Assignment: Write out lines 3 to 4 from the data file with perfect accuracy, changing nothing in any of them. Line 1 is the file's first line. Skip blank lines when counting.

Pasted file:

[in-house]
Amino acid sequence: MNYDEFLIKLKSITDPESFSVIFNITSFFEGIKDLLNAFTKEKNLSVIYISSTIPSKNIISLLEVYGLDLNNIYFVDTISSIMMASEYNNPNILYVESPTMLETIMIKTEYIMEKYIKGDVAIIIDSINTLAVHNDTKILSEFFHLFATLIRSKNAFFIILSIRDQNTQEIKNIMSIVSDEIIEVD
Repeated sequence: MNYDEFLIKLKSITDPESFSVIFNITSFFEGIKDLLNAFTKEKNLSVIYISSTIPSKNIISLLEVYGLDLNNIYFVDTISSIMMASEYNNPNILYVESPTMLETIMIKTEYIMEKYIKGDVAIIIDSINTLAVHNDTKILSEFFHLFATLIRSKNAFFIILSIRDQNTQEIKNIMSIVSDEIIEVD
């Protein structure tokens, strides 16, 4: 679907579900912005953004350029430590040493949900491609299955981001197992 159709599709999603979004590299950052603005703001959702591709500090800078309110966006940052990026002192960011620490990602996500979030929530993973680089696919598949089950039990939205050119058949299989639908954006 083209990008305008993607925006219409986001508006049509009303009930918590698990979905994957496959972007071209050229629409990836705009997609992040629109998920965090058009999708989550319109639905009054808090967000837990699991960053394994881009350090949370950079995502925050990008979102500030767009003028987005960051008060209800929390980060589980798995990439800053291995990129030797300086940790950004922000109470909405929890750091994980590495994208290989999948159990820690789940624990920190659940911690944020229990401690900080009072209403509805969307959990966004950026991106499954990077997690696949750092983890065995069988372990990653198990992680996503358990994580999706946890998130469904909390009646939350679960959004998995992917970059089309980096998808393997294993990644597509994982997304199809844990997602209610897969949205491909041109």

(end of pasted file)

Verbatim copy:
Repeated sequence: MNYDEFLIKLKSITDPESFSVIFNITSFFEGIKDLLNAFTKEKNLSVIYISSTIPSKNIISLLEVYGLDLNNIYFVDTISSIMMASEYNNPNILYVESPTMLETIMIKTEYIMEKYIKGDVAIIIDSINTLAVHNDTKILSEFFHLFATLIRSKNAFFIILSIRDQNTQEIKNIMSIVSDEIIEVD
């Protein structure tokens, strides 16, 4: 679907579900912005953004350029430590040493949900491609299955981001197992 159709599709999603979004590299950052603005703001959702591709500090800078309110966006940052990026002192960011620490990602996500979030929530993973680089696919598949089950039990939205050119058949299989639908954006 083209990008305008993607925006219409986001508006049509009303009930918590698990979905994957496959972007071209050229629409990836705009997609992040629109998920965090058009999708989550319109639905009054808090967000837990699991960053394994881009350090949370950079995502925050990008979102500030767009003028987005960051008060209800929390980060589980798995990439800053291995990129030797300086940790950004922000109470909405929890750091994980590495994208290989999948159990820690789940624990920190659940911690944020229990401690900080009072209403509805969307959990966004950026991106499954990077997690696949750092983890065995069988372990990653198990992680996503358990994580999706946890998130469904909390009646939350679960959004998995992917970059089309980096998808393997294993990644597509994982997304199809844990997602209610897969949205491909041109």